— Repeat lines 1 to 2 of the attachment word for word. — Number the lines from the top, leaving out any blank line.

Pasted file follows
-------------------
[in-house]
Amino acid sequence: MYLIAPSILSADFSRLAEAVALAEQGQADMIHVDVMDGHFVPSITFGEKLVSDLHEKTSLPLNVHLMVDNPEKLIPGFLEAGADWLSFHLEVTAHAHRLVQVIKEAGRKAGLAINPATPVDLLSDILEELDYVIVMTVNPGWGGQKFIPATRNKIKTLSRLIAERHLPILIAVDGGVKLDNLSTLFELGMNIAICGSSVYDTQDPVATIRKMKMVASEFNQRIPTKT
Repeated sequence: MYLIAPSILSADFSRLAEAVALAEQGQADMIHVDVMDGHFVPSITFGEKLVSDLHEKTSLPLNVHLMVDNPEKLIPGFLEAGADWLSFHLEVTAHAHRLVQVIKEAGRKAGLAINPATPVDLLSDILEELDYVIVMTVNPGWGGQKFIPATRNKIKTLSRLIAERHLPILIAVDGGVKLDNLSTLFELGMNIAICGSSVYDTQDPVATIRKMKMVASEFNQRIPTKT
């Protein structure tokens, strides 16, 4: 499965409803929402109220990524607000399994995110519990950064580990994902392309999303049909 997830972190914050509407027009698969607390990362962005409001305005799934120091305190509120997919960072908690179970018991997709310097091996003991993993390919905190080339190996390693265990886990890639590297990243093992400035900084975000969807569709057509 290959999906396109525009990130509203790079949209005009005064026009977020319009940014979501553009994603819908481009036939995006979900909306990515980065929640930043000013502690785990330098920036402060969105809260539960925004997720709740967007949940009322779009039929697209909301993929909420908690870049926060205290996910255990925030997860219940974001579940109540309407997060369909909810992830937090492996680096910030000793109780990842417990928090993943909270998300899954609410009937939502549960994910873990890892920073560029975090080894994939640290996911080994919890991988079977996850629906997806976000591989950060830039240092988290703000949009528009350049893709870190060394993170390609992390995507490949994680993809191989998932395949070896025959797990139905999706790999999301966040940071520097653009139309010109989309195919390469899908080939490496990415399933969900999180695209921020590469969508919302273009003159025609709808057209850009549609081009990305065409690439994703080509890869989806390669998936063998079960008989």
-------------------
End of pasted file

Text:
[in-house]
Amino acid sequence: MYLIAPSILSADFSRLAEAVALAEQGQADMIHVDVMDGHFVPSITFGEKLVSDLHEKTSLPLNVHLMVDNPEKLIPGFLEAGADWLSFHLEVTAHAHRLVQVIKEAGRKAGLAINPATPVDLLSDILEELDYVIVMTVNPGWGGQKFIPATRNKIKTLSRLIAERHLPILIAVDGGVKLDNLSTLFELGMNIAICGSSVYDTQDPVATIRKMKMVASEFNQRIPTKT